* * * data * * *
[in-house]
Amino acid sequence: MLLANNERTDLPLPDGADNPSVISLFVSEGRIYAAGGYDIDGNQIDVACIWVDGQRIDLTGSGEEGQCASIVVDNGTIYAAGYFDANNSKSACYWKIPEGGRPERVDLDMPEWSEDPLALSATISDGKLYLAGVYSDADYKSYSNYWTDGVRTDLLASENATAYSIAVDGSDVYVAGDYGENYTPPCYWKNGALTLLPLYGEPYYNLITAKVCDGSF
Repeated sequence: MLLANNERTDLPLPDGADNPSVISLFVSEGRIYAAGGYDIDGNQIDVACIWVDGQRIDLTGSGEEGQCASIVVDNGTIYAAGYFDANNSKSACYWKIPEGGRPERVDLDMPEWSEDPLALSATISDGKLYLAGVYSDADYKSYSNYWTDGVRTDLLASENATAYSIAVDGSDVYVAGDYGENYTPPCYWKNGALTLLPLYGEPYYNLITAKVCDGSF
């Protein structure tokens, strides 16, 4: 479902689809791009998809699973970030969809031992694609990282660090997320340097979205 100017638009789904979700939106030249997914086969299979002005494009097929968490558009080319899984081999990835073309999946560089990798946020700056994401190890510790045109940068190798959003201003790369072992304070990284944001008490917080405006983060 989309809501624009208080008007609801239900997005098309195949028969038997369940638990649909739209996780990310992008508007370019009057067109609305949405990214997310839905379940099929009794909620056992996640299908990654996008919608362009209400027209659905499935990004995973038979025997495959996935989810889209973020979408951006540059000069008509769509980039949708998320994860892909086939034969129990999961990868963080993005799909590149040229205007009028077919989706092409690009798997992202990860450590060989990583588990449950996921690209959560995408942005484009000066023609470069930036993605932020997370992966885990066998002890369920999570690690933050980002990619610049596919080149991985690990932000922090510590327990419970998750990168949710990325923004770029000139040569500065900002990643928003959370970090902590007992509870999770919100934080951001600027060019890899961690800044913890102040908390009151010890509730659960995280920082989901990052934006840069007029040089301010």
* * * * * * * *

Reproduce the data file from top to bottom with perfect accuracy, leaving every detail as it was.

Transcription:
[in-house]
Amino acid sequence: MLLANNERTDLPLPDGADNPSVISLFVSEGRIYAAGGYDIDGNQIDVACIWVDGQRIDLTGSGEEGQCASIVVDNGTIYAAGYFDANNSKSACYWKIPEGGRPERVDLDMPEWSEDPLALSATISDGKLYLAGVYSDADYKSYSNYWTDGVRTDLLASENATAYSIAVDGSDVYVAGDYGENYTPPCYWKNGALTLLPLYGEPYYNLITAKVCDGSF
Repeated sequence: MLLANNERTDLPLPDGADNPSVISLFVSEGRIYAAGGYDIDGNQIDVACIWVDGQRIDLTGSGEEGQCASIVVDNGTIYAAGYFDANNSKSACYWKIPEGGRPERVDLDMPEWSEDPLALSATISDGKLYLAGVYSDADYKSYSNYWTDGVRTDLLASENATAYSIAVDGSDVYVAGDYGENYTPPCYWKNGALTLLPLYGEPYYNLITAKVCDGSF
């Protein structure tokens, strides 16, 4: 479902689809791009998809699973970030969809031992694609990282660090997320340097979205 100017638009789904979700939106030249997914086969299979002005494009097929968490558009080319899984081999990835073309999946560089990798946020700056994401190890510790045109940068190798959003201003790369072992304070990284944001008490917080405006983060 989309809501624009208080008007609801239900997005098309195949028969038997369940638990649909739209996780990310992008508007370019009057067109609305949405990214997310839905379940099929009794909620056992996640299908990654996008919608362009209400027209659905499935990004995973038979025997495959996935989810889209973020979408951006540059000069008509769509980039949708998320994860892909086939034969129990999961990868963080993005799909590149040229205007009028077919989706092409690009798997992202990860450590060989990583588990449950996921690209959560995408942005484009000066023609470069930036993605932020997370992966885990066998002890369920999570690690933050980002990619610049596919080149991985690990932000922090510590327990419970998750990168949710990325923004770029000139040569500065900002990643928003959370970090902590007992509870999770919100934080951001600027060019890899961690800044913890102040908390009151010890509730659960995280920082989901990052934006840069007029040089301010």